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Roundtable: How Much Should It Bother Fans That Lions Couldn't Trade No. 3 Pick?

The latest SI All Lions Roundtable focuses on the reaction of fans and pundits to the Miami Dolphins trading the No. 3 overall pick in this year's draft

1.) How do you think the recent NFL Draft trades impact the Detroit Lions? 

Vito Chirco: Well, with the San Francisco 49ers acquiring the No. 3 overall pick from the Miami Dolphins, I'm thinking it all but eliminates three quarterbacks from the Lions' draft board -- Trevor Lawrence (slotted to the Jacksonville Jaguars), Zach Wilson (slotted to the N.Y. Jets) and Mac Jones, Trey Lance or Justin Fields (slotted to the 49ers). 

But, it could also be where Kyle Shanahan and San Francisco traded up to get a wideout at No. 3 -- whether it be Ja'Marr Chase or one of the talented Alabama wideouts (DeVonta Smith or Jaylen Waddle). Whoever it ends up being, it seems like it'll likely be a player that Detroit had its eyes on at No. 7. 

Adam Strozynski: If you didn't think the Lions were taking or considering taking a quarterback at No. 7, then I dont think this alters too much for you. However, quarterback seems to be a premium in this draft, and depending on how it all plays out, a team like New England or Washington could become trade partners with the Lions at 7, to grab whoever is left -- if it values that player.

2.) Does it bother you even more now that the Lions could not trade down from No. 3 in 2020, when you see what Miami was able to accomplish? 

Chirco: Absolutely. You know that the Lions had offers for the pick, and just chose not to make a move out of stubbornness. 

And what makes it even more infuriating is the lackluster production the organization got from Jeff Okudah during his rookie campaign. It's left many fans and pundits alike pondering whether he's an NFL-caliber starting cornerback. 

Strozynski: Oh my God, yes! The mismanagement of that draft and pick, specifically, will forever bother me. I'm heated currently.

Okudah defends New Orleans Saints receiver Tre'Quan Smith.

Okudah defends New Orleans Saints receiver Tre'Quan Smith.

3.) Do you think the Lions will still take a chance on LB Micah Parsons, after you heard how he handles questions about his character? 

Chirco: With last season's regime, led by ex-Detroit general manager Bob Quinn, I think the answer would have been no. 

But, with this present regime, spearheaded by Brad Holmes in the front office, I think the answer will be yes.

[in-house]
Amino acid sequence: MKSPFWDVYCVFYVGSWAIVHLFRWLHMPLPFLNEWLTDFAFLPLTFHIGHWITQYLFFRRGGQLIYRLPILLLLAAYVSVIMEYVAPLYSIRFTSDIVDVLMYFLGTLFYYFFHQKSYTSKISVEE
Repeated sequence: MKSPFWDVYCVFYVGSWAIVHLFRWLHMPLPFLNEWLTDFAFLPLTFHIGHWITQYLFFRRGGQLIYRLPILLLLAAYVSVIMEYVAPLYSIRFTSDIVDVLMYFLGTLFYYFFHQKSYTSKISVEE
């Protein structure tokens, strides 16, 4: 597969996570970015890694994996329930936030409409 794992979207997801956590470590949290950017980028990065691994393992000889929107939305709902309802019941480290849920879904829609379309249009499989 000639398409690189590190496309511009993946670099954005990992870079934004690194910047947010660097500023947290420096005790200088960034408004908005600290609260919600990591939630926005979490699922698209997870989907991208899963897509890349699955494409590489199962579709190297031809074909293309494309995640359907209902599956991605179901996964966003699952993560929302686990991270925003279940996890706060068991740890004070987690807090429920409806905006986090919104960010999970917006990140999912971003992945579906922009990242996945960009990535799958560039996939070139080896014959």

Parsons addressed the concerns about his character during his Penn State pro day media session Thursday. 

"At the end of the day, I believe that I was a kid," Parsons said. "I was 17-18. We all made mistakes when we were 17-18. I’m not going to let it control or dictate the person I am now. I’m not going to let something that was 3-4 years (ago) dictate who I've become and the father I want to be." 

While it's fair to bring up his involvement in a 2020 hazing lawsuit that a former Penn State player filed against the university and coach James Franklin (no charges were filed), I think it's also fair to allow him to prove that his so-called "character" issues are a thing of the past. 

From all accounts, the picks that Holmes & Co. make in this year's draft will be based upon the "best player available" strategy. And, by the time Detroit's selection rolls around at No. 7 overall, Parsons could very well be the best player available. 

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As a result, I think the Lions -- with the lawsuit taken into account -- will still be willing to take a chance on the Penn State product. 

Strozynski: The Lions are in an interesting spot. So, obviously not high enough to get a guy that teams are clamoring for, but still in the top 10. 

Depending on if they can move or not, I think they are taking the best player available. If it's Parsons, then it's Parsons. If it's Kyle Pitts, then it's the tight end who will play a lot of wide reciever. I dont think Parsons' off-field issues will hold him back. 

4.) Did the Lions make the right call to restructure Jared Goff's contract? 

Chirco: So, the Lions decided to take $20 million of Goff’s 2021 salary and convert it into a signing bonus that goes into Goff’s pockets immediately. 

In doing so, Holmes & Co. are dispersing Goff's cap hit over 2022, 2023 and 2024 evenly -- equating to $5 million extra per year. 

Sure, it means that Goff will be on the Lions' roster not only for 2021 now but also for 2022. 

However, I'm still in favor of what Detroit did with Goff's contract. 

Holmes & Co. were basically hamstrung with what they could do to create extra cap space for the immediate future, and the signing bonus isn't going to cost the organization a ton over the next three seasons. 

Instead, it seems rather cost effective, and it's not like the Lions won't draft a quarterback moving forward just because of Goff being on the payroll. If they have their eyes set on someone, expect them to still pull the trigger.

Strozynski: They absolutely did. You give yourself cap flexibility this year, opening up $15M. Let's be honest, Goff was the Lions' quarterback this season -- and the next day that the trade was completed. And I don't think it's a bad move.

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